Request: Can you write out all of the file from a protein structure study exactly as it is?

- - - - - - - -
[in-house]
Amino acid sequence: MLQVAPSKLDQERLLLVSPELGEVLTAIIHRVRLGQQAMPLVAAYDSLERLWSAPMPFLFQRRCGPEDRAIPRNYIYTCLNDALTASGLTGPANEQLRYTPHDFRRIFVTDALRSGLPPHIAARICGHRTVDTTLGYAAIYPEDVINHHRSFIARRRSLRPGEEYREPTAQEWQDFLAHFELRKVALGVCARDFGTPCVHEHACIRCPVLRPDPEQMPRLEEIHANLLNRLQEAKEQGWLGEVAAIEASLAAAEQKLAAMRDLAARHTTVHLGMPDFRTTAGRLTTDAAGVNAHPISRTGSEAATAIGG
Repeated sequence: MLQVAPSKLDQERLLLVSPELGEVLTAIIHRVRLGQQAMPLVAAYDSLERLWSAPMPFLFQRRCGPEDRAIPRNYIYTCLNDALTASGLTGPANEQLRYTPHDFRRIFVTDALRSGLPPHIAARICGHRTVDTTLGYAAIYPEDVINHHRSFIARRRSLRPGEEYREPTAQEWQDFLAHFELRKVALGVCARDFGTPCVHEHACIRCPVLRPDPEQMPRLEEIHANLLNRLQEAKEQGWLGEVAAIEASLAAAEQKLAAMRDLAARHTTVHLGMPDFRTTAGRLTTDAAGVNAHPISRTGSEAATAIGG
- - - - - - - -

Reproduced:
[in-house]
Amino acid sequence: MLQVAPSKLDQERLLLVSPELGEVLTAIIHRVRLGQQAMPLVAAYDSLERLWSAPMPFLFQRRCGPEDRAIPRNYIYTCLNDALTASGLTGPANEQLRYTPHDFRRIFVTDALRSGLPPHIAARICGHRTVDTTLGYAAIYPEDVINHHRSFIARRRSLRPGEEYREPTAQEWQDFLAHFELRKVALGVCARDFGTPCVHEHACIRCPVLRPDPEQMPRLEEIHANLLNRLQEAKEQGWLGEVAAIEASLAAAEQKLAAMRDLAARHTTVHLGMPDFRTTAGRLTTDAAGVNAHPISRTGSEAATAIGG
Repeated sequence: MLQVAPSKLDQERLLLVSPELGEVLTAIIHRVRLGQQAMPLVAAYDSLERLWSAPMPFLFQRRCGPEDRAIPRNYIYTCLNDALTASGLTGPANEQLRYTPHDFRRIFVTDALRSGLPPHIAARICGHRTVDTTLGYAAIYPEDVINHHRSFIARRRSLRPGEEYREPTAQEWQDFLAHFELRKVALGVCARDFGTPCVHEHACIRCPVLRPDPEQMPRLEEIHANLLNRLQEAKEQGWLGEVAAIEASLAAAEQKLAAMRDLAARHTTVHLGMPDFRTTAGRLTTDAAGVNAHPISRTGSEAATAIGG